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I4R Discussion Paper Series #20


Anders Kjelsrud (Oslo Business School), Andreas Kotsadam (The Frisch Centre), Ole Rogeberg (The Frisch Centre)

Cooperative Property Rights and Development: Evidence from Land Reform in El Salvador: A Comment

Updated Version March 10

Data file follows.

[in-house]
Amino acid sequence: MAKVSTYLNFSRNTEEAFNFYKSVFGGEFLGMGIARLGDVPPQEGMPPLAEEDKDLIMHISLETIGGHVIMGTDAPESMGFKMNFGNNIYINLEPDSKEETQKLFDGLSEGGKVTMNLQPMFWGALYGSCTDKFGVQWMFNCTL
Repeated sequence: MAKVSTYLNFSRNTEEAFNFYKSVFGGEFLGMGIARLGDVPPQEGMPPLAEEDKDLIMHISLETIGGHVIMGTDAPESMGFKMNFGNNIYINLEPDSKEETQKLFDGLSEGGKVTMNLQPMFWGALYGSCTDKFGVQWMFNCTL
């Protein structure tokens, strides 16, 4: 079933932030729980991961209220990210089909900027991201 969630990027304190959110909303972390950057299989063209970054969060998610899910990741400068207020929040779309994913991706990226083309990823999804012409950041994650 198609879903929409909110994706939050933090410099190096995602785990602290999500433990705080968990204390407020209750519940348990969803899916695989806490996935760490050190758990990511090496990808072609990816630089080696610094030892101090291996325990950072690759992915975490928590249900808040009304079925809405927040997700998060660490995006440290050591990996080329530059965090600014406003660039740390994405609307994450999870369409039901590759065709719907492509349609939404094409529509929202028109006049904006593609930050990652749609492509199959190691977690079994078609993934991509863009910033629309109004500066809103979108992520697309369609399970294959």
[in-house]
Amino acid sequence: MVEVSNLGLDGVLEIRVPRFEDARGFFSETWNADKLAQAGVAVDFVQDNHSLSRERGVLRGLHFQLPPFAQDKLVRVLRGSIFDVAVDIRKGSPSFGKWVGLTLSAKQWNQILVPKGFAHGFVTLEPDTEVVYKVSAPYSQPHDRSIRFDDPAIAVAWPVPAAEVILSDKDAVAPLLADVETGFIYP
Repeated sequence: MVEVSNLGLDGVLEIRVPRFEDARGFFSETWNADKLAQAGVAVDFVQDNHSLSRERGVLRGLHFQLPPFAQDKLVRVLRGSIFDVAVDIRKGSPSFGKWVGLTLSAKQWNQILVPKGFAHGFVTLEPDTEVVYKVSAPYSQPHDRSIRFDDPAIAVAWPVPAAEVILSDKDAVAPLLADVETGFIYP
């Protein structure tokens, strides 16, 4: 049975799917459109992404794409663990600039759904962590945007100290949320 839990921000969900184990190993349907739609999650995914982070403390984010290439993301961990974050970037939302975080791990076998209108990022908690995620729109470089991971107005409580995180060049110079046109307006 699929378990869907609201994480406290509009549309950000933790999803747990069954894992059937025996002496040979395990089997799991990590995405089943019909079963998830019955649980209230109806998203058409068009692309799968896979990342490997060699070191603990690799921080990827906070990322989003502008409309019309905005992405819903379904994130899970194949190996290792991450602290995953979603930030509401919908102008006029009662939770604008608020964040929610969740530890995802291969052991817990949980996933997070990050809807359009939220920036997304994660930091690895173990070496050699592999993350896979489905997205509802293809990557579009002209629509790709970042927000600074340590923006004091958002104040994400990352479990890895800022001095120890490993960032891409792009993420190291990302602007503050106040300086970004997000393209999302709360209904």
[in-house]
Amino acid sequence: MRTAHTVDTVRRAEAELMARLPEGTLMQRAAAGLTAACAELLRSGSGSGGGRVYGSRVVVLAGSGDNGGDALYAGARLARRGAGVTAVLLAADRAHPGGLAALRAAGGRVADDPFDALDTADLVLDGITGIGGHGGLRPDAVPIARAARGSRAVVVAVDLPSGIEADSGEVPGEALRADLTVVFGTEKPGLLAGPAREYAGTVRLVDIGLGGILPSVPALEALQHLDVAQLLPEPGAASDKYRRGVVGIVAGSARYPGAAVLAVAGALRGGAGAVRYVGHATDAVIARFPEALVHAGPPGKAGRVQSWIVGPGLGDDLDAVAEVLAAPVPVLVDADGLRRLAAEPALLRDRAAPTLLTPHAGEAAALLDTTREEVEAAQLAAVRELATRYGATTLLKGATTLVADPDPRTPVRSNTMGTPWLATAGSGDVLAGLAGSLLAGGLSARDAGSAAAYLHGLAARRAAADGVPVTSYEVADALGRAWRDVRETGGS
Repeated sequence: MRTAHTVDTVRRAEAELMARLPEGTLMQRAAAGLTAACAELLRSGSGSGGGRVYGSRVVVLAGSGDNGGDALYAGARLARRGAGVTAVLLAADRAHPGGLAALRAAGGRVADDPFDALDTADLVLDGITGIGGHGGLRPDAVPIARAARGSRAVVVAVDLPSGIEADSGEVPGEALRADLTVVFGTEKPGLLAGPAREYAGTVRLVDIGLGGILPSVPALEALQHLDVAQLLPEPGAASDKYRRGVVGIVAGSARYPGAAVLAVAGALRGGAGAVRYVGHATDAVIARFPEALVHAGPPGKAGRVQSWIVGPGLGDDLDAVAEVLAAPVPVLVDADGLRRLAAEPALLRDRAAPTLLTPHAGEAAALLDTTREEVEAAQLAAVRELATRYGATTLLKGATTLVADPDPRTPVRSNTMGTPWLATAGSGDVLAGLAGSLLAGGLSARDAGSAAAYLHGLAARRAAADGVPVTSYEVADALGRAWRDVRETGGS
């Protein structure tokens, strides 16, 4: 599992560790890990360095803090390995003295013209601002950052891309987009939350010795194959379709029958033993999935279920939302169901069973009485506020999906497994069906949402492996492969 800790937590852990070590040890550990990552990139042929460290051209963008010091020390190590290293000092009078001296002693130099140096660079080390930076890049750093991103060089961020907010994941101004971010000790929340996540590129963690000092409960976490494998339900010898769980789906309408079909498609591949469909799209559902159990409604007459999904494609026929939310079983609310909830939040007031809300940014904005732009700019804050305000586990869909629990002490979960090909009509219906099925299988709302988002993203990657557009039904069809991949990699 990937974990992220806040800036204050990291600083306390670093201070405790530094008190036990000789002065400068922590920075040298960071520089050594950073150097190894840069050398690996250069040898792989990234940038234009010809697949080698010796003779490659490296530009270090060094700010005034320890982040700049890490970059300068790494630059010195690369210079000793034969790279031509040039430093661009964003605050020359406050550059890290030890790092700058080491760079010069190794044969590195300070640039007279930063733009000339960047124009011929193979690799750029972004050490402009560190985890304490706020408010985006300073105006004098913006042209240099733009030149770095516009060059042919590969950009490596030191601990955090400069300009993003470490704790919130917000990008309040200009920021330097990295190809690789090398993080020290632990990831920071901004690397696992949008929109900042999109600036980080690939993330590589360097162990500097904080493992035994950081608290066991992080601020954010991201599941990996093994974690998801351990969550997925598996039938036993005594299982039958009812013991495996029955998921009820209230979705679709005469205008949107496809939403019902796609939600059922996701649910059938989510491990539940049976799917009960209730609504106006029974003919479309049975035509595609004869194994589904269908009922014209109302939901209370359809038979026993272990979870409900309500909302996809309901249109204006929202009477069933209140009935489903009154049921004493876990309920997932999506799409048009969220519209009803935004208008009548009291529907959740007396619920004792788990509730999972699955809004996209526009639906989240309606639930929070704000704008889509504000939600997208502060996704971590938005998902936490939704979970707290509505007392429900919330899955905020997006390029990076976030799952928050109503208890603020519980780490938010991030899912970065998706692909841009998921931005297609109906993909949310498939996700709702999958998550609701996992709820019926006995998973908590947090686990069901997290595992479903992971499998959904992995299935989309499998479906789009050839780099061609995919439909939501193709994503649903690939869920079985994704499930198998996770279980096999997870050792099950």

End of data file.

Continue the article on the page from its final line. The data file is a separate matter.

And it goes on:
Montero (2022) explores a discontinuity in a land reform in El Salvador and reports two main findings. First, relative to outside-owned haciendas operated by contract workers, the productivity of worker-owned cooperatives is higher for staple crops and lower for cash-crop. Second, cooperative property rights increase workers’ incomes and compress wage distributions. In this comment, we show that the latter result rests on two mistakes: three-quarters of the observations are duplicates and income inequality is calculated over too few workers to be meaningful. When corrected, the data sources and research design provide no credible evidence regarding the causal effects of ownership structure on income levels and inequality.